MARQUIS:  Factually my concerns after speaking to the prosecutor and reading a lot of materials about that case is that there is enormous amounts of evidence as were found by a lot of lower courts that point to Kerry Cook‘s guilt.  Now Mr. Cook and I‘m assuming Mr. Scheck are going to talk about a DNA sample that was found after Mr. Cook pled no contest to tie the murder of Linda Jo Edwards.  And these people have names, let‘s use them, who was raped and murdered. 

But the fact of the matter is that that was a DNA sample, which Mr.  Scheck knows all too well cannot be dated.  They have no idea when it was left and it was left by the man with whom Linda Jo Edwards was having an affair, so it really doesn‘t mean very much.  So, there are a number of people in this place—some of them really may be innocent, but exonerated means something and this play is attempting to drive the public debate in this country by basically telling people that anyone, anyone could be snatched off the street, including you and sentenced to death row. 

ABRAMS:  And Mr. Cook, those who take Mr. Marquis‘ position have pointed out that you know, you made a statement, for example, that you didn‘t even know the woman.  It turns out there was a fingerprint of yours found at the scene, et cetera.  What do you make of those who are watching this movie and they‘re saying, wait a second.  I‘m not convinced that he‘s actually innocent. 

KERRY MAX COOK, FREED AFTER 20 YEARS (via phone):  I have a whole lot to say, but unfortunately, as we all know, the media works in sound bites.  In terms of the DNA, I‘d like to say that when the DNA was sent to the DPS lab, Department of Public Safety in Garland, Texas the Smith County District Attorney‘s Office claimed that this would finally show the world that I‘d raped and murdered Linda Jo Edwards.  Well, it‘s strange.  Ask Mr.  Marquis to answer this.  If it was sufficient enough to prove that I was guilty, then why isn‘t it sufficient enough to prove that I‘m innocent? 

UNIDENTIFIED MALE:  Let me answer that question...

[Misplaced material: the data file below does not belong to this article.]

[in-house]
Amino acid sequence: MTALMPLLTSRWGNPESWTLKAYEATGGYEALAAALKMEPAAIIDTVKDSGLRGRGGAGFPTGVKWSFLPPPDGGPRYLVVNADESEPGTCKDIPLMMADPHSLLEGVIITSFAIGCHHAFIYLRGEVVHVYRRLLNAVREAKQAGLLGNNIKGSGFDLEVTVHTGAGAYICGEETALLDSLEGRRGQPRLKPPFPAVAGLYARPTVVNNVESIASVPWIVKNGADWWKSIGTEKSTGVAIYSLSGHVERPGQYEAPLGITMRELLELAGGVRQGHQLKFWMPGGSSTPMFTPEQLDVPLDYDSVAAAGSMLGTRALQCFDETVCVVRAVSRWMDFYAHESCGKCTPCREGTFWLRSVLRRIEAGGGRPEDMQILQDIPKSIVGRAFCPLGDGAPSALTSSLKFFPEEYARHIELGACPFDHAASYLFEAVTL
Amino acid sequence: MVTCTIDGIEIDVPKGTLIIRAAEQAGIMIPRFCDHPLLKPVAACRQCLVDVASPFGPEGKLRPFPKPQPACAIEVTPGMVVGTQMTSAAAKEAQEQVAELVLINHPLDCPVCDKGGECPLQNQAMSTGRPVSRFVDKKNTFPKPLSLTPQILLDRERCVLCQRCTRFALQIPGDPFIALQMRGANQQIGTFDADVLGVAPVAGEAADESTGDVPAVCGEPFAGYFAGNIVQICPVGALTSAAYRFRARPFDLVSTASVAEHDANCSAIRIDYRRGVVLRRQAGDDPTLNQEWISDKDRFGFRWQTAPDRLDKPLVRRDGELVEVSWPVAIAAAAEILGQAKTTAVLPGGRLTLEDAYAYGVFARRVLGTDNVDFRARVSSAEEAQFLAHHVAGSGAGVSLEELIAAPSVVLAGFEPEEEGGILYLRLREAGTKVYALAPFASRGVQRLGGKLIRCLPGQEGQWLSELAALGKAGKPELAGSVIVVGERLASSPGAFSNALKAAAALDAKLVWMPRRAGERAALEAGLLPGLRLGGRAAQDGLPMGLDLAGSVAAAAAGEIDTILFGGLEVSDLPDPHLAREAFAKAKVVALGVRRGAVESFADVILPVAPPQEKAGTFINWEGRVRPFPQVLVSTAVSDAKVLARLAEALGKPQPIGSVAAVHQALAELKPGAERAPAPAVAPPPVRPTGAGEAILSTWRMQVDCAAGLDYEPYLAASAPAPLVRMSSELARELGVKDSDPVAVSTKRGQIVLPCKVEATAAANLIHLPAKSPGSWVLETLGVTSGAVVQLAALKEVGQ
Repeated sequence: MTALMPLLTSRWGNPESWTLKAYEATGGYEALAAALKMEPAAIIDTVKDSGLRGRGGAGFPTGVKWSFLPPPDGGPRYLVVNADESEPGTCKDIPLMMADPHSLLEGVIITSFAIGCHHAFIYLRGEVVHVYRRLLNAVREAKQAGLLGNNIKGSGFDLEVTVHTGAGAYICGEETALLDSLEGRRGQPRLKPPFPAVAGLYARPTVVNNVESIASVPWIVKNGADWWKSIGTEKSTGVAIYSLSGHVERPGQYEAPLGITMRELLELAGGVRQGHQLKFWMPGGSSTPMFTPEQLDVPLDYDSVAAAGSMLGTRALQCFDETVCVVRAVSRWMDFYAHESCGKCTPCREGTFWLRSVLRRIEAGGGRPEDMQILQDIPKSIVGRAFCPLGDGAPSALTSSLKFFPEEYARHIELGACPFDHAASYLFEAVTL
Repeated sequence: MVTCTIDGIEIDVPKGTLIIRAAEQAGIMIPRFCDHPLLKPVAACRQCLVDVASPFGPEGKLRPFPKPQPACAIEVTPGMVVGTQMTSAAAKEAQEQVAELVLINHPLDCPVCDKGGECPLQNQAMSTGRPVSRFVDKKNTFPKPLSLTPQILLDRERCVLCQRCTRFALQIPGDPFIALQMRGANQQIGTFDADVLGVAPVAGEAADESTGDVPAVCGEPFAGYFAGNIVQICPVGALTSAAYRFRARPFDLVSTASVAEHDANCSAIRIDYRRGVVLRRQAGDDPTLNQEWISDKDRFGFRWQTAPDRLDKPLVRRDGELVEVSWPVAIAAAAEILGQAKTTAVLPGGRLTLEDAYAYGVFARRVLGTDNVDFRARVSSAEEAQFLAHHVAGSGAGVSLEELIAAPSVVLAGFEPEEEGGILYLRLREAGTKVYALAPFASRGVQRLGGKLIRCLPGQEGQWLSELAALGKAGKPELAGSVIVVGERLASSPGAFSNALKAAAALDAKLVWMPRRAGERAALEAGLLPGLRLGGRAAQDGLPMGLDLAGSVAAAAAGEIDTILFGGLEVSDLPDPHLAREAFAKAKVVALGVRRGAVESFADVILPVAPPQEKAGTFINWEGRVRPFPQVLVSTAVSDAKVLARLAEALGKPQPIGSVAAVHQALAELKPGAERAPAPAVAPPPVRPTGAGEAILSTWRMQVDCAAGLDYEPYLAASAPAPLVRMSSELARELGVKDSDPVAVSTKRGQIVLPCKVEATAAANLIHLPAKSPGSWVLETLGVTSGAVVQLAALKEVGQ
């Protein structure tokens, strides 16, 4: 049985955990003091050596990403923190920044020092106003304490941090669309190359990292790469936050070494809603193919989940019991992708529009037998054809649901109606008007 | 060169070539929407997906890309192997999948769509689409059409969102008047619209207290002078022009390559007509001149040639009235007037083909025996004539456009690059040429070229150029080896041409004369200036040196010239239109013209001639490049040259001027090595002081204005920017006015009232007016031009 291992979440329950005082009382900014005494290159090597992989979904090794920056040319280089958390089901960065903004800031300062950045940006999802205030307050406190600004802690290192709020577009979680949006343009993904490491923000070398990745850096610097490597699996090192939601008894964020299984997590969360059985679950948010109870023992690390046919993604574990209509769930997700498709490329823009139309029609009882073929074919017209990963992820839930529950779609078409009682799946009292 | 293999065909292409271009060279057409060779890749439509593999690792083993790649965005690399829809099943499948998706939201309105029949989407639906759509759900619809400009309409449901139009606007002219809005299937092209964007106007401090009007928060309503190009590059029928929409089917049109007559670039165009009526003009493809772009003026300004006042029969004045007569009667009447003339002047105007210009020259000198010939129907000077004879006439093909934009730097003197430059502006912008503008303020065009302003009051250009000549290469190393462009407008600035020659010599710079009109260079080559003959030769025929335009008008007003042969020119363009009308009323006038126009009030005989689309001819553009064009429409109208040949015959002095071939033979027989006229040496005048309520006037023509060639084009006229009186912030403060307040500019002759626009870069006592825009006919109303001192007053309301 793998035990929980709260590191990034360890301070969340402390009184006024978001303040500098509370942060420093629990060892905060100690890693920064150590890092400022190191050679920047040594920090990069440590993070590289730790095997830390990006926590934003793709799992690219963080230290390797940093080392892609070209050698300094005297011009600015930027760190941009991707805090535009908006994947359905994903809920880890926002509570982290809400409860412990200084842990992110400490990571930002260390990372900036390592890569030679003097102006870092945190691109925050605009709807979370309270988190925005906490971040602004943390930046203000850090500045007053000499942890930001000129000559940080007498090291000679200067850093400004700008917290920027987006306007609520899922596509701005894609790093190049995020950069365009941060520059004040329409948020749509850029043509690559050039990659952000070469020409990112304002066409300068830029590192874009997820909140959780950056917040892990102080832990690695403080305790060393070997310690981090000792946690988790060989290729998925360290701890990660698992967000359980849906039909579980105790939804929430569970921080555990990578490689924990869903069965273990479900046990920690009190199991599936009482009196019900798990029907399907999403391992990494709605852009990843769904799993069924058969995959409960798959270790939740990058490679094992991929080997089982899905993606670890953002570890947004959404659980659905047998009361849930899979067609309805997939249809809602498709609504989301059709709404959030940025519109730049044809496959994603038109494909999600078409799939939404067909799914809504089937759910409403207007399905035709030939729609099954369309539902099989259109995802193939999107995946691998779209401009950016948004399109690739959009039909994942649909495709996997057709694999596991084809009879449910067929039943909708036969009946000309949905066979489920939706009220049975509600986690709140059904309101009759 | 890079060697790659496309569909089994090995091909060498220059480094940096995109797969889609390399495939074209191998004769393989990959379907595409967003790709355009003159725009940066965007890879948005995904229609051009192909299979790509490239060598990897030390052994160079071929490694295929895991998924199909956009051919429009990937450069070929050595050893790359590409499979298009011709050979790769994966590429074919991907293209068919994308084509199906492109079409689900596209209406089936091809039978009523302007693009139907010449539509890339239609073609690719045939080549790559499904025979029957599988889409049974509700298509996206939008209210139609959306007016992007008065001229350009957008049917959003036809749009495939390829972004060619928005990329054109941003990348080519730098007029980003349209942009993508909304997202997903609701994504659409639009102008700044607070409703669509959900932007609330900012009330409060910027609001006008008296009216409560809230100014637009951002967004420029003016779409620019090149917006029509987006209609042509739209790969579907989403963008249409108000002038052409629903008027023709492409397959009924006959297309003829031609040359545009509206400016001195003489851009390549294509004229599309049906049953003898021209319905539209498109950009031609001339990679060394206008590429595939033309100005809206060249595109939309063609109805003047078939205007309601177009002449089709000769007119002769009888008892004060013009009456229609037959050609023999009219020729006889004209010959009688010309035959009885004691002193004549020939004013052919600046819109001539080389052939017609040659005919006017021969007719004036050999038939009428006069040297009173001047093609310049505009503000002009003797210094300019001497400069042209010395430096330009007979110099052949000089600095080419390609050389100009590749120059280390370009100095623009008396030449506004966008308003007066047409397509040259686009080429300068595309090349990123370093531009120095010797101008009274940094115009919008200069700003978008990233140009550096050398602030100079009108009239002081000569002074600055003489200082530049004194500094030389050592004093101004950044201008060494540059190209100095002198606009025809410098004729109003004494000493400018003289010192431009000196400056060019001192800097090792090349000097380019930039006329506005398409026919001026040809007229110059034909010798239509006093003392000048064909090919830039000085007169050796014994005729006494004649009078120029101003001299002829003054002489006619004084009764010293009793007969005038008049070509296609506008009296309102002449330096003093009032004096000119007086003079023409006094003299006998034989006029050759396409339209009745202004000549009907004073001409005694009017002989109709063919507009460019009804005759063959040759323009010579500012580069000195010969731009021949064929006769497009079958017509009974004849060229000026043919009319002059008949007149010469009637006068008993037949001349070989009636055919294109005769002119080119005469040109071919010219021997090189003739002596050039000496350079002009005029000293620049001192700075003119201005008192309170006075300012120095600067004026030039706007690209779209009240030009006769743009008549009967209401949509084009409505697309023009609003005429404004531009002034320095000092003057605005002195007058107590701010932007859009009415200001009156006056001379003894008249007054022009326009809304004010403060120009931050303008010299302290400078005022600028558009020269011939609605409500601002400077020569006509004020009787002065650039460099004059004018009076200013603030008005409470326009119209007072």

COOK:  Wait...

UNIDENTIFIED MALE:  Let me—can I jump in here, Dan...

ABRAMS:  Hang on. 


ABRAMS:  I‘ll let you answer that quick question...

UNIDENTIFIED MALE:  No, I actually think...

ABRAMS:  Oh, Barry...


ABRAMS:  Barry...

SCHECK:  And I‘d like to just jump in because I‘m afraid that my friend Mr. Marquis is not learning the lessons that he should from a case like Kerry Max Cook.  Now let‘s first of all get context here.  Mr. Cook was tried four times, well—and they were reversed for prosecutorial misconduct.  In ringing terms by...

UNIDENTIFIED MALE:  What does that have to do with innocence Barry...

SCHECK:  Oh, it has a lot to do with innocence in this case...

MARQUIS:  So if a prosecutor misconducts...

SCHECK:  No, no, no, no...

MARQUIS:  ... himself the person is innocent? 

SCHECK:  No, no, let‘s get very straight here.  He took an Alfred plea, meaning that he never...

UNIDENTIFIED MALE:  Actually, no contest. 

SCHECK:  ... conceded that he was guilty, but that they had enough evidence to go forward to get time served so he wouldn‘t be tried yet again, which any rational person after being literally framed all these different times would do.  Now I want you to say that you would go along with this kind of misconduct.  The court said unequivocally that in his trial the district attorney got a guy named Edward Shyster Jackson , who was a jailhouse snitch, who was in on pending murder charges and gave him an involuntary manslaughter plea, never revealed this, told the jury...



ABRAMS:  Hang on.  Hang on.  Hang on...


ABRAMS:  Josh...


SCHECK:  Just hold on a second...

ABRAMS:  Barry...


ABRAMS:  Everyone hang on...

SCHECK:  Just hold on a second. 

ABRAMS:  Barry, let me ask you the question.  Before you go into all the problems with the trial, I want to focus on actual innocence...

SCHECK:  I‘m talk about actual...

ABRAMS:  All right...